Through a series of acquisitions as well as organic development over the last five years, IBM has established itself as a leader in enterprise software for big data and business analytics. IBM’s Smarter Analytics combines the company’s portfolio of software, systems and services in areas ranging from analytics to big data. However, supporting big data also requires the ability to access many sources of information. Our benchmark research on big data found that more than half of organizations require information from external sources, the acquisition and use of which requires some software flexibility. To help meet that challenge, IBM recently acquired enterprise search provider Vivisimo. Along with the Vivisimo acquisition, IBM announced support for Cloudera Hadoop as part of InfoSphere BigInsights, expanding its access to cover more distributions of the open source software. For organizations considering adding search or Hadoop to their big-data efforts, a look at what IBM is doing could prove useful.
The Vivisimo acquisition is important for IBM because it has not had a substantive search technology for its information management portfolio that can operate across all types of information. Our benchmark research on information applications finds that searching for specific answers is the top-ranked requirement for 46 percent of organizations. As well, our research on Hadoop and information management found Hadoop being used by 22 percent of organizations engaged in big data, with another 32 percent evaluating or planning to adopt it. Cloudera continues to grow with its enhanced commercial version of Hadoop. IBM’s expanded support of Hadoop will benefit both companies.
IBM is positioning Vivisimo as part of its efforts to enable customers to explore big data stored in internal, external and Internet-based sources. Vivisimo’s text and metadata analytics are accessible through its search capabilities. Our benchmark research on business analytics found that searching for specific answers is the top-requested capability in more than four in five (83%) organizations. The way that IBM is positioning Vivisimo makes sense based on its customers’ needs, but search is just one of many information application capabilities that IBM now can add to its portfolio.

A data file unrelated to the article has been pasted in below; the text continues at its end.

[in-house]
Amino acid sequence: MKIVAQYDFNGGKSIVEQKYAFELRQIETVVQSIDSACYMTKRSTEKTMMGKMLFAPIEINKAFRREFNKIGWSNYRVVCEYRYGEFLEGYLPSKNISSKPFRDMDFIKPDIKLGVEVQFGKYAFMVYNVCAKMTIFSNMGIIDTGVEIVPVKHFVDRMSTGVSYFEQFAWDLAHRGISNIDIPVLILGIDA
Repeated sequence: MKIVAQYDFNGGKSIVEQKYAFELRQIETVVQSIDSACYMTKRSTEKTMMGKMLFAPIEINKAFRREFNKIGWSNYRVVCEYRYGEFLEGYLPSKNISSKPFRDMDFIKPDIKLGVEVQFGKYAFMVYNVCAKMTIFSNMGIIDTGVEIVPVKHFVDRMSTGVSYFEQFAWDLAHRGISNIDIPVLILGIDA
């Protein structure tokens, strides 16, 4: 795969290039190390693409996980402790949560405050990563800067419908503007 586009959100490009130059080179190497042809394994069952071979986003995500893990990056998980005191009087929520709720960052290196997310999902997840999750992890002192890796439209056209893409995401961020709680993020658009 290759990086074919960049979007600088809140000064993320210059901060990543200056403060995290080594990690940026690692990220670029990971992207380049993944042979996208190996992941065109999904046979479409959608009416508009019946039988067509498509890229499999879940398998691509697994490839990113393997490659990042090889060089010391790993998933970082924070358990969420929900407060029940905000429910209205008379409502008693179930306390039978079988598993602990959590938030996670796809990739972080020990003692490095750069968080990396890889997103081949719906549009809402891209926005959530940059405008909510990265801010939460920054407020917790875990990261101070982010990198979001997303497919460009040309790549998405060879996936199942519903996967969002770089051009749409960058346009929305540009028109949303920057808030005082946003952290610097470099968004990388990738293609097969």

Vivisimo’s focus on scalable but secure search helped it become one of the leaders in search at the high end of the enterprise software market. The software’s security features are critical, as organizations do not want to give unauthorized users rapid or easy access to information. Four-fifths of organizations (79%) are concerned about data privacy or security breaches, according to our big data research. The platform’s flexibility in integrating sources across the enterprise is also key, satisfying our research finding that information access must span customer and transactional data, logs, call detail records and other sources. Vivisimo also supports mobile technologies such as smartphones to make it simpler to access information from any location.
The demand for better search has led Oracle to expand its efforts with Oracle Secure Enterprise Search and to acquire Endeca for more depth on structured data. This move highlights the importance of Vivisimo for IBM’s efforts in business analytics, even though the software will be integrated into IBM’s information management software division, which focuses more on IT than business. IBM says it is the only provider to support multiple Hadoop distributions today, but other companies do as well. For example, Datameer does so for analytics, and Pentaho does so for data integration. Informatica also supports Cloudera and other Hadoop technologies for data integration.
Acquiring Vivisimo is a smart move for IBM, enabling it to expand its array of tools for big data and its overall information management portfolio. Considering the lack of enterprise reach in tools such as Google Enterprise Search, IBM has an opportunity to gain market share. Expanding the platform to support other Hadoop distributions such as Cloudera is also critical as organizations consider which distribution to place into production. Having an open framework for its big data platform is another smart move for IBM, as it lets customers embrace and extend a range of software. By comparison, others, such as Oracle, are focused primarily on supporting their own technology stacks. Organizations in need of new tools for exploring big data in an open framework should consider IBM’s new portfolio.